# Three-circle intersection for circles of unbounded integer radius

I have three circles. One is at $(0,0)$ and has radius $n$, another has is at $(1,0)$ and has a radius $m$, and the third is at $(0.5, \sqrt{0.75}))$ and has a radius of $o$. All of the radius values are integers.

How can I compute where these three circles intersect, for any value of $n$, $m$, and $o$? Edit: The values here are outputs, not inputs- that is, I want to determine possible values for $n$, $m$, $o$, not give them. For example, there are obviously no solutions with $n = m = o = 1$.

Bonus points for any solution that can solve for more than three circles under the same constraints.

Sorry: I want to know how to find the point(s) at which the three circles meet, if there are any.

Edit: My mistake! The initial positions for the circles actually violate the original constraint. The second circle is positioned at $(1, 0)$.

I appear to have asked a question of significantly higher difficulty than I had first imagined. My apologies.

Edit:

$$x^2 + y^2 = n^2$$ $$x^2 + y^2 - 2x + 1 = m^2$$ $$1 - x - \sqrt3y + y^2 + x^2= o^2$$

Therefore,

$$-n^2 = 1 - 2x - m^2 = 1 - \sqrt3y - x - o^2 = -x^2 - y^2$$ $$n^2 = m^2 + 2x - 1 = o^2 + \sqrt3y + x = x^2 + y^2$$

This places a number of simultaneous conditions if $m$, $n$, and $o$ are to be integral. I don't see how any x and y could satisfy this equation for any integral m, n, o.

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Are you looking for (a) the point where all three of them intersect if it exists? (b) the (up to 6) points where pairs of them intersect? (c) the area where all three overlap? – Henry Feb 17 '12 at 10:10
@Henry: a. I guess I'll try to make the question clearer. – DeadMG Feb 17 '12 at 10:10

The equations for your circles are:

$$x^2 + y^2 = n^2$$ $$(x-1)^2 + y^2 = x^2 + y^2 - 2x + 1 = m^2$$ $$\left(x-\frac{1}{2}\right)^2 + \left(y-\sqrt{0.75}\right)^2 = x^2 +y^2 -\sqrt{3}y - x+ 1 = o^2$$

Combining the first and second we observe that $n^2 - m^2 = 2x-1$

Likewise, the first and third give that $n^2 - o^2 = \sqrt{3}y+x-1$

Rearranging, $x = n^2 - o^2 - \sqrt{3}y + 1$ and substituting back gives:

$$n^2 - m^2 = 2(n^2-o^2-\sqrt{3}y+1)-1$$

So we can solve for $y$ in term of $n,m$ and $o$:

$$-2\sqrt{3}y = n^2+m^2-2o^2+1$$ $$y = \frac{-n^2-m^2+2o^2-1}{2\sqrt{3}}$$

Solving for $x$:

$$x = n^2 - o^2 +1 - \frac{(-n^2-m^2+2o^2-1)}{2}=\frac{3n^2+m^2-4o^2+3}{2}$$

This is assuming that a solution exists in the first place. Also, if the solution lies along $y=0$ it follows that $x^2 = n^2$, $(x-1)^2 = m^2$ and $(x-\frac{1}{2})^2 = o^2$, which is impossible.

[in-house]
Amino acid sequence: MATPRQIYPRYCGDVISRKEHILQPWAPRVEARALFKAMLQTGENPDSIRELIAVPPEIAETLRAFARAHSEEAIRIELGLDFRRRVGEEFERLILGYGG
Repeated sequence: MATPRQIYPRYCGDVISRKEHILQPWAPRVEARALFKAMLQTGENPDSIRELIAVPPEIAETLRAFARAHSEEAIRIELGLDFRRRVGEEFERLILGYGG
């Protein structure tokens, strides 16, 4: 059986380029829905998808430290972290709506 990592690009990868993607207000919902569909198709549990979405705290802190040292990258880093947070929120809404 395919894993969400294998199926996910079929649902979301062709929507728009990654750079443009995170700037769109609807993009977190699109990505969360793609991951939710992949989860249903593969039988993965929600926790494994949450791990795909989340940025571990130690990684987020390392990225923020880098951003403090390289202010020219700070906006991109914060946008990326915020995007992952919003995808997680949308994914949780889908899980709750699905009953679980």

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Yeah, I think your conclusion is kind of fishy. That would seem to indicate that I can substitute in any kind of values I wanted for n, m, and o, and compute a collision, whereas I used a simple graphing program to show that none exist where 1 <= n, m, o <= 4. – DeadMG Feb 17 '12 at 11:06
You used the details provided by (1), (2) and (1),(3). But there is one more constraint, if you substract (2) and (3) – Beni Bogosel Feb 17 '12 at 11:24
Indeed, I have implicitly assumed that a solution exists. If, for instance, $n^2-m^2$ does not lie on the line $2(x+y-1)$ no solution will exist. – anthus Feb 17 '12 at 11:28

To find intersection points you should solve following systems of equations :

A)

$\begin{cases} x^2+y^2=n^2 \\ (x-1)^2+(y-1)^2=m^2 \end{cases}$

B)

$\begin{cases} x^2+y^2=n^2 \\ (x-0.5)^2+(y-\sqrt{0.75})^2=o^2 \end{cases}$

C)

$\begin{cases} (x-1)^2+(y-1)^2=m^2 \\ (x-0.5)^2+(y-\sqrt{0.75})^2=o^2 \end{cases}$

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I got that far on my own. But I have no idea how to solve them. If I could solve it on my own, I wouldn't be asking the question. – DeadMG Feb 17 '12 at 10:34
@DeadMG,In each system expand the second equation and then subtract the first equation from the second one.... – pedja Feb 17 '12 at 10:38
@DeadMG, on this website, when someone tries to help you, the done thing is to thank the person, not to get sarcastic. Did pedja have any way of knowing you got that far on your own? Had you showed so much of your work that people could see you had gotten that far? You come here asking for help - be gracious, not rude, when you are offered some, even if it isn't exactly what you were hoping for. – Gerry Myerson Feb 17 '12 at 12:08